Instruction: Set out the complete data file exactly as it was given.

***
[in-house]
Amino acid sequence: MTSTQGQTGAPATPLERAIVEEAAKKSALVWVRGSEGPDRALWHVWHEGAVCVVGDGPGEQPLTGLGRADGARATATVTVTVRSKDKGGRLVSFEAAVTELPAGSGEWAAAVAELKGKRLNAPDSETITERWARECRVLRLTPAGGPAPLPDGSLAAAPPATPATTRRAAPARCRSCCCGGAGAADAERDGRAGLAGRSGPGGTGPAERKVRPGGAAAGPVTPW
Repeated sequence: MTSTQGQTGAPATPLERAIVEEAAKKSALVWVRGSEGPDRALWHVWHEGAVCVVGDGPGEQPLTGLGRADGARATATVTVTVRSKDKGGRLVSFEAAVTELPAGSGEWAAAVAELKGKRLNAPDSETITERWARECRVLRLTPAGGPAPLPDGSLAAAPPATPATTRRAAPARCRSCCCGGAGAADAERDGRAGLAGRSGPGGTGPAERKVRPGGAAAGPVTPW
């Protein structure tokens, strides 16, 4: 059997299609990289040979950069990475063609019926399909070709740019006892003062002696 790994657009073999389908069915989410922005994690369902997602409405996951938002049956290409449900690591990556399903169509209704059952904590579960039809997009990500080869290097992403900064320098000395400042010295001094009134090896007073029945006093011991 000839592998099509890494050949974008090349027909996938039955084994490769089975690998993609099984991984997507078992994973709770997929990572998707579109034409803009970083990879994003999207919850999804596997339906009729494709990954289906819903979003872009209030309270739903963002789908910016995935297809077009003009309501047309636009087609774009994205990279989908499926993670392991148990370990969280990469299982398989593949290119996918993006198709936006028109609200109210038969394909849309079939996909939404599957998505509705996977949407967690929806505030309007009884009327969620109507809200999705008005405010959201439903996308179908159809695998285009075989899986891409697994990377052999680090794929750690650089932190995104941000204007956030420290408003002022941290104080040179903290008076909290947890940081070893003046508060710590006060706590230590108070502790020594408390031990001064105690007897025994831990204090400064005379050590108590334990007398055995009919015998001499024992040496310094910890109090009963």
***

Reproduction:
[in-house]
Amino acid sequence: MTSTQGQTGAPATPLERAIVEEAAKKSALVWVRGSEGPDRALWHVWHEGAVCVVGDGPGEQPLTGLGRADGARATATVTVTVRSKDKGGRLVSFEAAVTELPAGSGEWAAAVAELKGKRLNAPDSETITERWARECRVLRLTPAGGPAPLPDGSLAAAPPATPATTRRAAPARCRSCCCGGAGAADAERDGRAGLAGRSGPGGTGPAERKVRPGGAAAGPVTPW
Repeated sequence: MTSTQGQTGAPATPLERAIVEEAAKKSALVWVRGSEGPDRALWHVWHEGAVCVVGDGPGEQPLTGLGRADGARATATVTVTVRSKDKGGRLVSFEAAVTELPAGSGEWAAAVAELKGKRLNAPDSETITERWARECRVLRLTPAGGPAPLPDGSLAAAPPATPATTRRAAPARCRSCCCGGAGAADAERDGRAGLAGRSGPGGTGPAERKVRPGGAAAGPVTPW
């Protein structure tokens, strides 16, 4: 059997299609990289040979950069990475063609019926399909070709740019006892003062002696 790994657009073999389908069915989410922005994690369902997602409405996951938002049956290409449900690591990556399903169509209704059952904590579960039809997009990500080869290097992403900064320098000395400042010295001094009134090896007073029945006093011991 000839592998099509890494050949974008090349027909996938039955084994490769089975690998993609099984991984997507078992994973709770997929990572998707579109034409803009970083990879994003999207919850999804596997339906009729494709990954289906819903979003872009209030309270739903963002789908910016995935297809077009003009309501047309636009087609774009994205990279989908499926993670392991148990370990969280990469299982398989593949290119996918993006198709936006028109609200109210038969394909849309079939996909939404599957998505509705996977949407967690929806505030309007009884009327969620109507809200999705008005405010959201439903996308179908159809695998285009075989899986891409697994990377052999680090794929750690650089932190995104941000204007956030420290408003002022941290104080040179903290008076909290947890940081070893003046508060710590006060706590230590108070502790020594408390031990001064105690007897025994831990204090400064005379050590108590334990007398055995009919015998001499024992040496310094910890109090009963």